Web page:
These days one can sense a palpable fear among Republicans that the 2012 presidential election is slipping through their fingers. Their constellation of concerns includes the (perceived) weaknesses of the two frontrunners, Mitt Romney and Newt Gingrich; the increasing ferocity of their clash; the public’s antipathy toward Congress (including the GOP-controlled House); and a slight uptick in the economy (including a drop in the unemployment rate), which is redounding to the benefit of the incumbent. Barack Obama may be a lousy president, the argument goes, but he’s a very good campaigner.
It’s certainly true that the president is in better shape now than he was just this fall. His approval ratings have nudged up a bit. The country is less pessimistic than it was. And consumer confidence is the highest it’s been since last April. Still, the incumbent remains exceedingly vulnerable.
For example, the president’s Gallup approval-disapproval ratio is 43 percent to 49 percent, which would translate into a huge defeat for Obama on Election Day. His standing in a dozen key swing states is lower than his standing nationally. And there’s more. An Allstate/National Journal Heartland Monitor poll taken in December found that just 35 percent of whites say they approve of Obama’s performance. Among whites without a college education, fewer than one-third approve. And among college-educated white voters, who have generally been favorably disposed to Obama, just 39 percent say they approve. Even among college-educated white women, who gave Obama 52 percent of their votes in 2008, his approval rating has dropped to 42 percent.
The president is also near a low point with independents, with only 38 percent approving of his performance. Ronald Brownstein of National Journal points out that President Obama’s approval rating has dropped 14percentage points from his 2008 level among independents; 12 percentage points among young adults (aged 18-29); 11 points among African Americans; 10 points among college-educated white women; and 7 points among families earning between $75,000 and $100,000.
In addition, only 28 percent said they expect Obama’s policies to increase the opportunity for them to get ahead; 37percent say his agenda will diminish their opportunities. “That’s the biggest tilt toward the negative that the poll has ever recorded on this question,” according to Brownstein. When asked if they intend to vote for Obama, 39 percent said they were now inclined to, while 54 percent said they will definitely or probably back someone else.
As for the mood of the nation, the most recent ABC News/Washington Post poll finds that two-thirds (68 percent) say the country’s on the wrong track, 6 points higher than a year ago. Fewer than half as many, 30 percent, say it’s headed in the right direction. And on the most important polling question of all, the president’s handling of the economy, Obama has a dangerously low 41 percent approval rating. Only 9 percent of Americans see a strong economic recovery. Twice as many say they are worse off financially since Obama became president than say their situations have improved. And more than half the respondents—52 percent—say Obama has accomplished “not much” or “little or nothing” as president.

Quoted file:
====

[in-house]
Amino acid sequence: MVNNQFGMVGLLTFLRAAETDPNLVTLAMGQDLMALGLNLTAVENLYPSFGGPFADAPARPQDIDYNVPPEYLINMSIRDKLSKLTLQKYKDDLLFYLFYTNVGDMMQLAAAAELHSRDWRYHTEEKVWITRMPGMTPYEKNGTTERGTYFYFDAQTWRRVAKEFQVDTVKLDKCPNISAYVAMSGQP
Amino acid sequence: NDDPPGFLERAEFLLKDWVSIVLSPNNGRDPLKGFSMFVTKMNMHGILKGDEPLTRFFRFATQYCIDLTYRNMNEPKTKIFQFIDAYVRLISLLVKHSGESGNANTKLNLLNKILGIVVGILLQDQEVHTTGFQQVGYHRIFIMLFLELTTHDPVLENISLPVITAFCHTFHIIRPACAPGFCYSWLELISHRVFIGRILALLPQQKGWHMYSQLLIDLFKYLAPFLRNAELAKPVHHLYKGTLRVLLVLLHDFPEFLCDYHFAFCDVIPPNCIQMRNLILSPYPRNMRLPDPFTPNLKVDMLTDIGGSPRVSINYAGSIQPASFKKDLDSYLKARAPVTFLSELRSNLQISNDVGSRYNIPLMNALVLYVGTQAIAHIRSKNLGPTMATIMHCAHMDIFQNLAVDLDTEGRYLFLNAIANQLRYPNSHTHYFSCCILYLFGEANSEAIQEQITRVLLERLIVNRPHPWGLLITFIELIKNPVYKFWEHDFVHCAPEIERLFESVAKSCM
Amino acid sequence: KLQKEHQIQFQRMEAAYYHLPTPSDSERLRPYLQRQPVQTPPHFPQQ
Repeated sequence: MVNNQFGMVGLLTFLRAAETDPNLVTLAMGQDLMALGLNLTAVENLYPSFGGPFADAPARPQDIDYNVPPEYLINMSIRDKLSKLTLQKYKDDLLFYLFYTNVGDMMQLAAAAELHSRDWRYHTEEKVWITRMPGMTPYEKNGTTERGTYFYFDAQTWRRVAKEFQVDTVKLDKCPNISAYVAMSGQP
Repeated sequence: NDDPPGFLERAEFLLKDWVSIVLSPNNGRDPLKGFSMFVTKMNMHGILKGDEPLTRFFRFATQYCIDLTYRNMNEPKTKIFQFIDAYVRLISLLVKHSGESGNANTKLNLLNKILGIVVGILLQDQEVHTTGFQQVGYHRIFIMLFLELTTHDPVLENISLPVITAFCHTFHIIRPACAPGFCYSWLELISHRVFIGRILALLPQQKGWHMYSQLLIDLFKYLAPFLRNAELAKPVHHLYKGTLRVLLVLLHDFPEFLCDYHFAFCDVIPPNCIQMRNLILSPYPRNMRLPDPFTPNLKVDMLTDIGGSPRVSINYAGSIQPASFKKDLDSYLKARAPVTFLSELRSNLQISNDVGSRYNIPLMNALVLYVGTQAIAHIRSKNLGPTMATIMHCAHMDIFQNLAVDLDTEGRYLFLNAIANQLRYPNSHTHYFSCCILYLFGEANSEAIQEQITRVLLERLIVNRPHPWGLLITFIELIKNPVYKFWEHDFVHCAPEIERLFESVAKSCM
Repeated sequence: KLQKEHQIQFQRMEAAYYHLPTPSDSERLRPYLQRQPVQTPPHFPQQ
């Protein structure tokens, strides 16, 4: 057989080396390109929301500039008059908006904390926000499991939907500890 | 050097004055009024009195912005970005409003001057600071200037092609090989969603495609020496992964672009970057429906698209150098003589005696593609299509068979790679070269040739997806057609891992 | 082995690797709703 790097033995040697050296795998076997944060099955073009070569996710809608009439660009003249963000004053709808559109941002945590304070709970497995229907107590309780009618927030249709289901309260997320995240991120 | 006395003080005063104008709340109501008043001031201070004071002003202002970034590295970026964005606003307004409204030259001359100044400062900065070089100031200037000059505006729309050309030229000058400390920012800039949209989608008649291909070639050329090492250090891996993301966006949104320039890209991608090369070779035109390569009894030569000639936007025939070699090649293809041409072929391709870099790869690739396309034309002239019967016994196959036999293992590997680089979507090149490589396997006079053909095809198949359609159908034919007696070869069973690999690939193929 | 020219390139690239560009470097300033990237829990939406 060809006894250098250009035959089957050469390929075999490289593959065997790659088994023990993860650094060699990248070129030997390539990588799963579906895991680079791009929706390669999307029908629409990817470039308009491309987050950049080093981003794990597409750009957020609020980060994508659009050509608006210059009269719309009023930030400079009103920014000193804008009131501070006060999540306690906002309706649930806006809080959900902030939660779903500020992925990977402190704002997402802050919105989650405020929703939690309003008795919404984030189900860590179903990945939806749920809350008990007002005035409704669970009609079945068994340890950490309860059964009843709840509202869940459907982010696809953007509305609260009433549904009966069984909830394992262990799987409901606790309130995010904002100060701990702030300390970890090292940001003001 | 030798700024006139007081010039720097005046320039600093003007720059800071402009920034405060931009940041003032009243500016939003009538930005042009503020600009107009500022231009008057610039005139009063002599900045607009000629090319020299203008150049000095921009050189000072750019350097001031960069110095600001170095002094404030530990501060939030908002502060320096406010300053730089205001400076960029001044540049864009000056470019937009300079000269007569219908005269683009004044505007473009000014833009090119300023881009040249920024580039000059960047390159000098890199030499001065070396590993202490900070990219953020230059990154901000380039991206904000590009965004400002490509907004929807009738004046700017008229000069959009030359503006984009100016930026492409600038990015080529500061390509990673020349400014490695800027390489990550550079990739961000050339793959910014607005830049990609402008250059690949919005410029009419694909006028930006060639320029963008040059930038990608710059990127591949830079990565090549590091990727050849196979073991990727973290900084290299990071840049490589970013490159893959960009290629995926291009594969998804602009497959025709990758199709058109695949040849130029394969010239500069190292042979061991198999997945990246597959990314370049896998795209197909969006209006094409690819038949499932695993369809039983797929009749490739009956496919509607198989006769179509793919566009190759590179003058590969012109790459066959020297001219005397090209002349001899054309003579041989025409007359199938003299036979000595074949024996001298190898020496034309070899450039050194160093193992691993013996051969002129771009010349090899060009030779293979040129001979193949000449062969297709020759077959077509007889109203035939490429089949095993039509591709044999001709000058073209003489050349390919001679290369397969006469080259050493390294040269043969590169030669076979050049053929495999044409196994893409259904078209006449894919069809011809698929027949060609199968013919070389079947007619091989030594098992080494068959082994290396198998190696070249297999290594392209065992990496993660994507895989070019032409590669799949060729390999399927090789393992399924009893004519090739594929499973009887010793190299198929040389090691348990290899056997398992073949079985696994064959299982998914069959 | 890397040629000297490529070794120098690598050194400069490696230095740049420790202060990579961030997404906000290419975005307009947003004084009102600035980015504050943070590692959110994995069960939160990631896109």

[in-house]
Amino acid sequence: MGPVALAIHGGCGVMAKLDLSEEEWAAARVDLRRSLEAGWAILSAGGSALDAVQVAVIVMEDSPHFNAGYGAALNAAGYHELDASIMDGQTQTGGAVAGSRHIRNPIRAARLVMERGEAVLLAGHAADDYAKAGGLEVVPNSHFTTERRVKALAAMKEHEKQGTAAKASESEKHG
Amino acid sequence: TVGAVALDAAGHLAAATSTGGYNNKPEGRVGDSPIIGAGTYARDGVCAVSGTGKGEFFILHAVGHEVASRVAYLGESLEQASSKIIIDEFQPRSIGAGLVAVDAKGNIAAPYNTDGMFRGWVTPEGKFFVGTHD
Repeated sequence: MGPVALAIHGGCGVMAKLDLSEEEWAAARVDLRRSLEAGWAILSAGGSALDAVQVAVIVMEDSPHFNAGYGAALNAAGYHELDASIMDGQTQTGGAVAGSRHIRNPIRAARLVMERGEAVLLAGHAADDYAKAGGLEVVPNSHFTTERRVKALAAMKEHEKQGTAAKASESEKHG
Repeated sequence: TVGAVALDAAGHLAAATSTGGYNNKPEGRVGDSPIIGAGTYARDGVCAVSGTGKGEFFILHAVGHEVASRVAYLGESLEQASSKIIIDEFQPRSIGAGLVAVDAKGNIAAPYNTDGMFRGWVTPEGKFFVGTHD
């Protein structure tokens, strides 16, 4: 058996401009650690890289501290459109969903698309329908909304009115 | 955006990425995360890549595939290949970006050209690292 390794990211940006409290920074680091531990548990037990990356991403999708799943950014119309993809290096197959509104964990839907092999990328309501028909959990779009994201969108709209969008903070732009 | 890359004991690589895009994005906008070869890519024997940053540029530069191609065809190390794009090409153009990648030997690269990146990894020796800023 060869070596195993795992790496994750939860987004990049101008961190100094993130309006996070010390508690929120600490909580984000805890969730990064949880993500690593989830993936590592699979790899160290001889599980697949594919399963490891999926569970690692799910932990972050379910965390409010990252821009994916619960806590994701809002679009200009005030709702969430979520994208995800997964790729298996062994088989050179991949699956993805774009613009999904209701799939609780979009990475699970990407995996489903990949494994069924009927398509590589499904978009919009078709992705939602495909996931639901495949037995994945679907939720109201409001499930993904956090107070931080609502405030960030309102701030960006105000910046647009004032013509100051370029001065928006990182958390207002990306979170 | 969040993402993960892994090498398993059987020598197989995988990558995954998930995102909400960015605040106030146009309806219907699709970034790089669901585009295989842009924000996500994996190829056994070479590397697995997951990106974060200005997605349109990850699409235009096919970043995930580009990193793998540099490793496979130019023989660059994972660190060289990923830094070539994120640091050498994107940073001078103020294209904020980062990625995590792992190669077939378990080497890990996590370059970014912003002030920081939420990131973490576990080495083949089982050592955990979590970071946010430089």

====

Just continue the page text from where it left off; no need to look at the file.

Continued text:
No historical comparison works perfectly, of course, but the situation we’re in resembles nothing so much as 1980, at least in this regard. By the fourth year of his presidency, the public had concluded that Jimmy Carter was a failed president. The economy was in very bad shape, his policies were unpopular, and the nation was in a funk.
The public’s verdict on Carter wasn’t impulsive or easy to undo. It was, in fact, a perfectly reasonable assessment based on his almost four years at the helm. As a result, most Americans were disposed to vote him out of office. The question was whether Ronald Reagan would provide enough of them sufficient reassurance to vote for him.
It wasn’t always clear he would. Many forget that Reagan was savagely attacked by Carter as a racist, a warmonger, and indifferent to the poor. Those attacks took their toll. Only nine days before the election, the Gallup organization showed Carter with a 3-point lead.
Then came the October 28, 1980, debate in Cleveland. It was on that stage that Reagan once and for all shattered Carter’s myth of Reagan. The Gipper gave a majority of Americans all the confidence they needed to vote for him, and they did, in an overwhelming fashion.
To be clear: There are important differences between Barack Obama and Jimmy Carter, and the eventual Republican nominee, whoever he is, will be no Ronald Reagan. But where the 2012 race resembles the 1980 race is that the public, which still likes Obama personally for the most part, is very much inclined to vote him out of office. They believe he’s overmatched by events.
This doesn’t mean the GOP nominee will win the presidency in 2012. It only means he should.
Peter Wehner is a senior fellow at the Ethics and Public Policy Center.